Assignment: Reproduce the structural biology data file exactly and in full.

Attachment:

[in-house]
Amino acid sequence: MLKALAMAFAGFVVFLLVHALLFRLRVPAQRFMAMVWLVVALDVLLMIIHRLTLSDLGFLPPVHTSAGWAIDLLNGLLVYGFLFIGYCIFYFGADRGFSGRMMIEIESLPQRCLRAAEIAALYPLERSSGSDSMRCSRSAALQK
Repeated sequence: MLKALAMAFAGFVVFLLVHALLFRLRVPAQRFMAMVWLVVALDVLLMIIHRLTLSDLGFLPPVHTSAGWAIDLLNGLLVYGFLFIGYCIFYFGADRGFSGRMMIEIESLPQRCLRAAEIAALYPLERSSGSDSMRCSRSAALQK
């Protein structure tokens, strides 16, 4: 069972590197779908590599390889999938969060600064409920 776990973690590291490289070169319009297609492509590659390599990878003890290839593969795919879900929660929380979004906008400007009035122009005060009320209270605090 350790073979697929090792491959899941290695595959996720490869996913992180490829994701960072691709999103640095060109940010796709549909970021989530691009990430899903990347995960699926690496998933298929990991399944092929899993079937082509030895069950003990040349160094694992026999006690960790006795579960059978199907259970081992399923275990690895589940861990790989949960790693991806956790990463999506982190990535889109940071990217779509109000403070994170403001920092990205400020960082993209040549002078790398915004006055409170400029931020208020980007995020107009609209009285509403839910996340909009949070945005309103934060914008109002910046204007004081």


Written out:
[in-house]
Amino acid sequence: MLKALAMAFAGFVVFLLVHALLFRLRVPAQRFMAMVWLVVALDVLLMIIHRLTLSDLGFLPPVHTSAGWAIDLLNGLLVYGFLFIGYCIFYFGADRGFSGRMMIEIESLPQRCLRAAEIAALYPLERSSGSDSMRCSRSAALQK
Repeated sequence: MLKALAMAFAGFVVFLLVHALLFRLRVPAQRFMAMVWLVVALDVLLMIIHRLTLSDLGFLPPVHTSAGWAIDLLNGLLVYGFLFIGYCIFYFGADRGFSGRMMIEIESLPQRCLRAAEIAALYPLERSSGSDSMRCSRSAALQK
């Protein structure tokens, strides 16, 4: 069972590197779908590599390889999938969060600064409920 776990973690590291490289070169319009297609492509590659390599990878003890290839593969795919879900929660929380979004906008400007009035122009005060009320209270605090 350790073979697929090792491959899941290695595959996720490869996913992180490829994701960072691709999103640095060109940010796709549909970021989530691009990430899903990347995960699926690496998933298929990991399944092929899993079937082509030895069950003990040349160094694992026999006690960790006795579960059978199907259970081992399923275990690895589940861990790989949960790693991806956790990463999506982190990535889109940071990217779509109000403070994170403001920092990205400020960082993209040549002078790398915004006055409170400029931020208020980007995020107009609209009285509403839910996340909009949070945005309103934060914008109002910046204007004081």